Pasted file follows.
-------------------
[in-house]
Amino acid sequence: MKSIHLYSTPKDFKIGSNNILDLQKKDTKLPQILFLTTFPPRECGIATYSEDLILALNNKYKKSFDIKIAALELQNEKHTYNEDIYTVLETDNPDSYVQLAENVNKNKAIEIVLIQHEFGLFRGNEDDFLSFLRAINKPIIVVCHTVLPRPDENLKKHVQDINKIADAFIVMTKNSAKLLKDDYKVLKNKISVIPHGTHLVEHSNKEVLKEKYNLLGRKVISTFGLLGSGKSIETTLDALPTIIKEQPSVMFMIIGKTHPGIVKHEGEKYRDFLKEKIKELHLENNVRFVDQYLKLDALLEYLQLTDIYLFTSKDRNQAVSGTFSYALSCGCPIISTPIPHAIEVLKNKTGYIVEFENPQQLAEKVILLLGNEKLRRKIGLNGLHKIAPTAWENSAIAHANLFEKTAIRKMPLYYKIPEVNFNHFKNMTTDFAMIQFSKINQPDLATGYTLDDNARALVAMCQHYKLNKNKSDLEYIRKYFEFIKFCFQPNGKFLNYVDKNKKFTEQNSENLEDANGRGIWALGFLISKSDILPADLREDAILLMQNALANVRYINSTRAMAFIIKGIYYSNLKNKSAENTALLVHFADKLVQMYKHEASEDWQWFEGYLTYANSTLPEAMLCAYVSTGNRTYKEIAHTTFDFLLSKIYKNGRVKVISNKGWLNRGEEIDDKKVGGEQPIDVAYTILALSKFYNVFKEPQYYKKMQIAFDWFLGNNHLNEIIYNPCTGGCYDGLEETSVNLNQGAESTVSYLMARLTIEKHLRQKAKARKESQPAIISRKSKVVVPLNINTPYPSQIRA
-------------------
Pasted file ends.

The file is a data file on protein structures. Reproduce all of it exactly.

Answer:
[in-house]
Amino acid sequence: MKSIHLYSTPKDFKIGSNNILDLQKKDTKLPQILFLTTFPPRECGIATYSEDLILALNNKYKKSFDIKIAALELQNEKHTYNEDIYTVLETDNPDSYVQLAENVNKNKAIEIVLIQHEFGLFRGNEDDFLSFLRAINKPIIVVCHTVLPRPDENLKKHVQDINKIADAFIVMTKNSAKLLKDDYKVLKNKISVIPHGTHLVEHSNKEVLKEKYNLLGRKVISTFGLLGSGKSIETTLDALPTIIKEQPSVMFMIIGKTHPGIVKHEGEKYRDFLKEKIKELHLENNVRFVDQYLKLDALLEYLQLTDIYLFTSKDRNQAVSGTFSYALSCGCPIISTPIPHAIEVLKNKTGYIVEFENPQQLAEKVILLLGNEKLRRKIGLNGLHKIAPTAWENSAIAHANLFEKTAIRKMPLYYKIPEVNFNHFKNMTTDFAMIQFSKINQPDLATGYTLDDNARALVAMCQHYKLNKNKSDLEYIRKYFEFIKFCFQPNGKFLNYVDKNKKFTEQNSENLEDANGRGIWALGFLISKSDILPADLREDAILLMQNALANVRYINSTRAMAFIIKGIYYSNLKNKSAENTALLVHFADKLVQMYKHEASEDWQWFEGYLTYANSTLPEAMLCAYVSTGNRTYKEIAHTTFDFLLSKIYKNGRVKVISNKGWLNRGEEIDDKKVGGEQPIDVAYTILALSKFYNVFKEPQYYKKMQIAFDWFLGNNHLNEIIYNPCTGGCYDGLEETSVNLNQGAESTVSYLMARLTIEKHLRQKAKARKESQPAIISRKSKVVVPLNINTPYPSQIRA